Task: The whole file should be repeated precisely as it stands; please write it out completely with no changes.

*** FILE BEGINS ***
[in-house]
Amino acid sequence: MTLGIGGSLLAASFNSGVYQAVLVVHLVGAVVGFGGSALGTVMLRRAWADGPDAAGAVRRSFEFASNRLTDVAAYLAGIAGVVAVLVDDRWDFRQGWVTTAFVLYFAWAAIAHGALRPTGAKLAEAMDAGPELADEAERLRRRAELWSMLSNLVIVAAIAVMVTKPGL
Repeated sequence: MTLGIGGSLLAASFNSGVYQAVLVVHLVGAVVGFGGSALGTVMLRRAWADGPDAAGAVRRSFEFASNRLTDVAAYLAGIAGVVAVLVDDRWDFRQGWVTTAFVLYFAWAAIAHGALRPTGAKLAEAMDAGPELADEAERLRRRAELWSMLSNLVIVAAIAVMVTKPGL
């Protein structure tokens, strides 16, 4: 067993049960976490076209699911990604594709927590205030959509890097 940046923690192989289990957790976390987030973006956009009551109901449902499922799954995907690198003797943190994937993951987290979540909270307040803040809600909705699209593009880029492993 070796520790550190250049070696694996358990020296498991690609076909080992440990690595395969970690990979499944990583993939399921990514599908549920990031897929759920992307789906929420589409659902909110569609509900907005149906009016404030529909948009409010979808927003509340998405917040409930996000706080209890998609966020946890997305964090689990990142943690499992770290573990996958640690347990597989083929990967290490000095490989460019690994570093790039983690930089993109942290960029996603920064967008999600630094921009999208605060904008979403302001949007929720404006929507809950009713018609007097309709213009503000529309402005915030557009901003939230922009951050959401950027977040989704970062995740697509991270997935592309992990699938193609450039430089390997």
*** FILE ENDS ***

[in-house]
Amino acid sequence: MTLGIGGSLLAASFNSGVYQAVLVVHLVGAVVGFGGSALGTVMLRRAWADGPDAAGAVRRSFEFASNRLTDVAAYLAGIAGVVAVLVDDRWDFRQGWVTTAFVLYFAWAAIAHGALRPTGAKLAEAMDAGPELADEAERLRRRAELWSMLSNLVIVAAIAVMVTKPGL
Repeated sequence: MTLGIGGSLLAASFNSGVYQAVLVVHLVGAVVGFGGSALGTVMLRRAWADGPDAAGAVRRSFEFASNRLTDVAAYLAGIAGVVAVLVDDRWDFRQGWVTTAFVLYFAWAAIAHGALRPTGAKLAEAMDAGPELADEAERLRRRAELWSMLSNLVIVAAIAVMVTKPGL
């Protein structure tokens, strides 16, 4: 067993049960976490076209699911990604594709927590205030959509890097 940046923690192989289990957790976390987030973006956009009551109901449902499922799954995907690198003797943190994937993951987290979540909270307040803040809600909705699209593009880029492993 070796520790550190250049070696694996358990020296498991690609076909080992440990690595395969970690990979499944990583993939399921990514599908549920990031897929759920992307789906929420589409659902909110569609509900907005149906009016404030529909948009409010979808927003509340998405917040409930996000706080209890998609966020946890997305964090689990990142943690499992770290573990996958640690347990597989083929990967290490000095490989460019690994570093790039983690930089993109942290960029996603920064967008999600630094921009999208605060904008979403302001949007929720404006929507809950009713018609007097309709213009503000529309402005915030557009901003939230922009951050959401950027977040989704970062995740697509991270997935592309992990699938193609450039430089390997």